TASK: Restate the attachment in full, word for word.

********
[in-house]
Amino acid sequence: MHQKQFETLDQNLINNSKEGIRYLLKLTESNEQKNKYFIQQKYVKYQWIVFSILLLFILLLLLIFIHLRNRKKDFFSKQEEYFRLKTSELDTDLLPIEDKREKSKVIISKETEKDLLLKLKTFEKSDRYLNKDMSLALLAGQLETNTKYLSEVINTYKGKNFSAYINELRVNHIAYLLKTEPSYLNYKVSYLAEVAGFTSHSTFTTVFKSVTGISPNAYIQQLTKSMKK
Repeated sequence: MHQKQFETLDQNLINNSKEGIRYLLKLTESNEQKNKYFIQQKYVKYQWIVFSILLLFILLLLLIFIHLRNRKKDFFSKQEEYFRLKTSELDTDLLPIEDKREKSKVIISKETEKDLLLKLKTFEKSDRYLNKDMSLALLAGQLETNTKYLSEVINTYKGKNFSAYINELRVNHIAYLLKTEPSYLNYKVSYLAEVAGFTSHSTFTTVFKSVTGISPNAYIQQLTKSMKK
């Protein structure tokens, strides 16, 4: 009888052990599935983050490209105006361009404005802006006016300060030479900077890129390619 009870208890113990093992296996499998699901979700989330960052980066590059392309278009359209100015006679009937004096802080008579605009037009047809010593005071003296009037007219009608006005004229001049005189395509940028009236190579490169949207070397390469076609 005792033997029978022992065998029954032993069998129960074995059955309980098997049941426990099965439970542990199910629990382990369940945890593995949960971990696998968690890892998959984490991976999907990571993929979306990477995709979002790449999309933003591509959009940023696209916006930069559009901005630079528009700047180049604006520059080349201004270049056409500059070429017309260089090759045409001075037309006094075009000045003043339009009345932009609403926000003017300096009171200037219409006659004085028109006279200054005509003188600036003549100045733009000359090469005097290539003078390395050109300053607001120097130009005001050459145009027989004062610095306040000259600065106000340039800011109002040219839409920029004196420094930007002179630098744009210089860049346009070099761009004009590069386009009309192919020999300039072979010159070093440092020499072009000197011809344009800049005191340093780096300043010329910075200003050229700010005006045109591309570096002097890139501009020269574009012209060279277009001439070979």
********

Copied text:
[in-house]
Amino acid sequence: MHQKQFETLDQNLINNSKEGIRYLLKLTESNEQKNKYFIQQKYVKYQWIVFSILLLFILLLLLIFIHLRNRKKDFFSKQEEYFRLKTSELDTDLLPIEDKREKSKVIISKETEKDLLLKLKTFEKSDRYLNKDMSLALLAGQLETNTKYLSEVINTYKGKNFSAYINELRVNHIAYLLKTEPSYLNYKVSYLAEVAGFTSHSTFTTVFKSVTGISPNAYIQQLTKSMKK
Repeated sequence: MHQKQFETLDQNLINNSKEGIRYLLKLTESNEQKNKYFIQQKYVKYQWIVFSILLLFILLLLLIFIHLRNRKKDFFSKQEEYFRLKTSELDTDLLPIEDKREKSKVIISKETEKDLLLKLKTFEKSDRYLNKDMSLALLAGQLETNTKYLSEVINTYKGKNFSAYINELRVNHIAYLLKTEPSYLNYKVSYLAEVAGFTSHSTFTTVFKSVTGISPNAYIQQLTKSMKK
């Protein structure tokens, strides 16, 4: 009888052990599935983050490209105006361009404005802006006016300060030479900077890129390619 009870208890113990093992296996499998699901979700989330960052980066590059392309278009359209100015006679009937004096802080008579605009037009047809010593005071003296009037007219009608006005004229001049005189395509940028009236190579490169949207070397390469076609 005792033997029978022992065998029954032993069998129960074995059955309980098997049941426990099965439970542990199910629990382990369940945890593995949960971990696998968690890892998959984490991976999907990571993929979306990477995709979002790449999309933003591509959009940023696209916006930069559009901005630079528009700047180049604006520059080349201004270049056409500059070429017309260089090759045409001075037309006094075009000045003043339009009345932009609403926000003017300096009171200037219409006659004085028109006279200054005509003188600036003549100045733009000359090469005097290539003078390395050109300053607001120097130009005001050459145009027989004062610095306040000259600065106000340039800011109002040219839409920029004196420094930007002179630098744009210089860049346009070099761009004009590069386009009309192919020999300039072979010159070093440092020499072009000197011809344009800049005191340093780096300043010329910075200003050229700010005006045109591309570096002097890139501009020269574009012209060279277009001439070979």